5. Robert E says:

    This is terrific but I can’t quite believe your implication: that there is in fact little in the way of serious econometric research on the topic. Supply side economics has stimulated the the key economic policy debate of the past 30 years, yet you’re suggesting that there isn’t a well-developed empirical literature on whether tax cutting really stimulates GDP growth and employment? I’m just a political scientist but it seems remarkable that the best we have are anecdotal comparisons of Clinton vs Bush II or, now, your blogometrics.

  6. readerOfTeaLeaves says:

    I’m skeptical that anyone in DC has the guts to lay out the 25 largest exec bonuses in the US last year (I myself don’t have the data).

    I assume it would reveal hedge fund managers for some of those 25 spots, as well as the CEO of United Health Care, who IIRC made over $75,000,000.

    In my limited experience, people tend to be anti-tax, until they start hearing about the extravagant numbers of CEO bonuses and exec pay — recall, if you will, the hullaballoo regarding BP Tony Hayward’s golden parachute a year or so ago. That ticked off even the right-wing, anti-taxers of my limited acquaintance.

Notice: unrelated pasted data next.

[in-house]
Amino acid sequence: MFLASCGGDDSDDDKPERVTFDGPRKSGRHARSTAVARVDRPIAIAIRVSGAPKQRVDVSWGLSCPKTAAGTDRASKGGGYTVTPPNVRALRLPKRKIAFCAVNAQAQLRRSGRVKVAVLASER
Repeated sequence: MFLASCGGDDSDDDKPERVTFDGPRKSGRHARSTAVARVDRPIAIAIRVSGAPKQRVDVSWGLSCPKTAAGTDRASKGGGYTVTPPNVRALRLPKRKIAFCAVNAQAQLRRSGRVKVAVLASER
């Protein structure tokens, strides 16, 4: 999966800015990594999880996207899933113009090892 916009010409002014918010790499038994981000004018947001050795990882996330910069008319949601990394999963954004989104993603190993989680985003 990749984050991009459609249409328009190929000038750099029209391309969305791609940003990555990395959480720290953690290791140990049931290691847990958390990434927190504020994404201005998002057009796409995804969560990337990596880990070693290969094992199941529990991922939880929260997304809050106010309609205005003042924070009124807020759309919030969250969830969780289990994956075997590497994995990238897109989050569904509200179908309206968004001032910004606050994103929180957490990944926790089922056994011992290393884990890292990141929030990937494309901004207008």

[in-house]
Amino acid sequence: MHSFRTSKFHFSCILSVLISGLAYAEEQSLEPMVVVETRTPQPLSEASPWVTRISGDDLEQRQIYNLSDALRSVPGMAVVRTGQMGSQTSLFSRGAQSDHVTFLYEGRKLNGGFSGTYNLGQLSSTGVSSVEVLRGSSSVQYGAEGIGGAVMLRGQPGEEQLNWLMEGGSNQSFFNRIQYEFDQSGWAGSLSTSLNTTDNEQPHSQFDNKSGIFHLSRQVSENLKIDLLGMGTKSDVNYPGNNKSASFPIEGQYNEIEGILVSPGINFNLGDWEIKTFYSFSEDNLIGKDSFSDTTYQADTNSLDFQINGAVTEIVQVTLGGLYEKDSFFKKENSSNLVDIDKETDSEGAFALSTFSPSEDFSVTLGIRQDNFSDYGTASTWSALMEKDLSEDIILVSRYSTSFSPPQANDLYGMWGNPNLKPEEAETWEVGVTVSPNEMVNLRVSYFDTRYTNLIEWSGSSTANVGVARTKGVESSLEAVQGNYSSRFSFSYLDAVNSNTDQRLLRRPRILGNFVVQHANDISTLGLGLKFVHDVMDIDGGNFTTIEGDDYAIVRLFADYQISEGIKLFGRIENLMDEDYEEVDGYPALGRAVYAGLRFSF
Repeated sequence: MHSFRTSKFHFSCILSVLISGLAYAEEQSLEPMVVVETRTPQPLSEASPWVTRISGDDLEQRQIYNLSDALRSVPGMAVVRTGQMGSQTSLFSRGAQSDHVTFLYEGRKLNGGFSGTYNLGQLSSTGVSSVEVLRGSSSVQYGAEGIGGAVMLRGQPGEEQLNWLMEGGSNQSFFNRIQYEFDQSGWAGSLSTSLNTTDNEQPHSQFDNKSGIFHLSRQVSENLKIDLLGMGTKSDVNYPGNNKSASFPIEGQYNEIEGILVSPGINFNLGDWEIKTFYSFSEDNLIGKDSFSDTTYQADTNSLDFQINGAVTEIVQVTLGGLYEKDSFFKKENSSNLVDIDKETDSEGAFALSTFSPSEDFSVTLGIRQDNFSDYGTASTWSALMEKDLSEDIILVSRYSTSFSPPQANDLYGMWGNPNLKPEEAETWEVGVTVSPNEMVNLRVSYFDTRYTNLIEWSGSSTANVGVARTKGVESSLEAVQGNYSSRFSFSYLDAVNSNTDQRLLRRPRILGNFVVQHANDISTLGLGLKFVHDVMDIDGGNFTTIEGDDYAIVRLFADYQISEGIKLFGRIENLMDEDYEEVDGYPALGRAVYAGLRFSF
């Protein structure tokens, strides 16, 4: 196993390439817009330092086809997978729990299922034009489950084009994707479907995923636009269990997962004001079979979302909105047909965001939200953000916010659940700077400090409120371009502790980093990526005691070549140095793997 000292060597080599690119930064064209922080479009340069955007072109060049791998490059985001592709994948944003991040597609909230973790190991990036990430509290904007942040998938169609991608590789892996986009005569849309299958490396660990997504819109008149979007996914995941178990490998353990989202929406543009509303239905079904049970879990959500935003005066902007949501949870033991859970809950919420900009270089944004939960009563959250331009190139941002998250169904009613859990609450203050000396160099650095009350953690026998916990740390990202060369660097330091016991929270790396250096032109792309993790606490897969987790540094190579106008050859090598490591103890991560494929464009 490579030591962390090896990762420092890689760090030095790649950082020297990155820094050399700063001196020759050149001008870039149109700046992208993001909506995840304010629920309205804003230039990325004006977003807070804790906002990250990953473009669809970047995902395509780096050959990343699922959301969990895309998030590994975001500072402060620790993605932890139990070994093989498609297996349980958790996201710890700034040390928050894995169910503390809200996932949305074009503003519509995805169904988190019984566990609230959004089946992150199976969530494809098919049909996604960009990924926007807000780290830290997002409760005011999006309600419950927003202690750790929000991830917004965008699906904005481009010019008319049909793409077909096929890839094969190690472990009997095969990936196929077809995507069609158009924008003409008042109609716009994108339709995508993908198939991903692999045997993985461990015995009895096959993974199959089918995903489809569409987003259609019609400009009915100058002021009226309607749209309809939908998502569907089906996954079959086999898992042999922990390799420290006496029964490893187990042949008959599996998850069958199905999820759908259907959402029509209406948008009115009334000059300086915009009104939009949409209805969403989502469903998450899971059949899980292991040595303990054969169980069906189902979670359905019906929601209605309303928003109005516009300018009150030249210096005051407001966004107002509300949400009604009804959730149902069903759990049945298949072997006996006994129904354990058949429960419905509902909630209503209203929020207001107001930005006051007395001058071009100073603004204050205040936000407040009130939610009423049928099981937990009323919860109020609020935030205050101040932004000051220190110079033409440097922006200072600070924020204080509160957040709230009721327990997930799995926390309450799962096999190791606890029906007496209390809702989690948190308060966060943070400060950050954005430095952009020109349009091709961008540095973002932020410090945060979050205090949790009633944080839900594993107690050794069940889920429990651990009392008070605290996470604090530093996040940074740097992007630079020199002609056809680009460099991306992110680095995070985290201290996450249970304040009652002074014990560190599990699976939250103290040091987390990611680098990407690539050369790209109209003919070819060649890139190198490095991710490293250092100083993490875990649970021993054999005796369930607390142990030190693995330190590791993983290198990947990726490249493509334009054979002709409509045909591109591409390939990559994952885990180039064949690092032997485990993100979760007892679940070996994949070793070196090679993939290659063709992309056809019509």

Reagan talked about ‘tax cuts’ in an era when the Tony Haywards and the hedge fund managers were not controlling so much concentrated wealth.

    Helping people grasp the simple fact that what Reagan talked about, which is to their minds as ‘obvious’ as Biblical truth and just as sacred, does not apply in an era of $75,000,000 paychecks would truly be a public service.

  7. Brian says:


    Thanks so much for your insightful blog-it’s refreshing to see this informal “conversation” take place in an intelligent and lighthearted way. I have one question about what seems to be your implication that elevated top marginal tax rates are correlated with periods of robust GDP: Are you suggesting that raising top marginal tax rates causes robust GDP growth or the other way around? Put another way, I can imagine that in times of relative economic prosperity the raising of taxes to recoup revenue makes sense, but I don’t see how raising taxes per se drives GDP. Thank you in advance.